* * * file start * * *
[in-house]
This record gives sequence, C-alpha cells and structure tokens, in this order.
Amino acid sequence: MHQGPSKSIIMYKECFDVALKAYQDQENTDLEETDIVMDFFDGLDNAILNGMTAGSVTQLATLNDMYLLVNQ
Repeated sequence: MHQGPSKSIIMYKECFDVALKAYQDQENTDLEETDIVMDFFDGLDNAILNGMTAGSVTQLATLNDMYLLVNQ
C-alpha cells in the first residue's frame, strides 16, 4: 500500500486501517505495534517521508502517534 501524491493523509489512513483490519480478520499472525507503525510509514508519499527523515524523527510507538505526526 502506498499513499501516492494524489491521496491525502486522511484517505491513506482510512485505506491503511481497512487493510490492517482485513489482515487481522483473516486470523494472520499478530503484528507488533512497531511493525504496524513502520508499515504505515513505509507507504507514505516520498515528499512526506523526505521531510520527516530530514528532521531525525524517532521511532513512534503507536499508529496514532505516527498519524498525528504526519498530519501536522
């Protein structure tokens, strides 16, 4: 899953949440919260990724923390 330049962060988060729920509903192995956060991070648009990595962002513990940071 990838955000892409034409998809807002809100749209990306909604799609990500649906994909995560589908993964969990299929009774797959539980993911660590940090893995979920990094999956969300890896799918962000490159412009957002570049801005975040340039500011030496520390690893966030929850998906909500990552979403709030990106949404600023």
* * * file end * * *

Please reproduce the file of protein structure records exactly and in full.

[in-house]
This record gives sequence, C-alpha cells and structure tokens, in this order.
Amino acid sequence: MHQGPSKSIIMYKECFDVALKAYQDQENTDLEETDIVMDFFDGLDNAILNGMTAGSVTQLATLNDMYLLVNQ
Repeated sequence: MHQGPSKSIIMYKECFDVALKAYQDQENTDLEETDIVMDFFDGLDNAILNGMTAGSVTQLATLNDMYLLVNQ
C-alpha cells in the first residue's frame, strides 16, 4: 500500500486501517505495534517521508502517534 501524491493523509489512513483490519480478520499472525507503525510509514508519499527523515524523527510507538505526526 502506498499513499501516492494524489491521496491525502486522511484517505491513506482510512485505506491503511481497512487493510490492517482485513489482515487481522483473516486470523494472520499478530503484528507488533512497531511493525504496524513502520508499515504505515513505509507507504507514505516520498515528499512526506523526505521531510520527516530530514528532521531525525524517532521511532513512534503507536499508529496514532505516527498519524498525528504526519498530519501536522
């Protein structure tokens, strides 16, 4: 899953949440919260990724923390 330049962060988060729920509903192995956060991070648009990595962002513990940071 990838955000892409034409998809807002809100749209990306909604799609990500649906994909995560589908993964969990299929009774797959539980993911660590940090893995979920990094999956969300890896799918962000490159412009957002570049801005975040340039500011030496520390690893966030929850998906909500990552979403709030990106949404600023």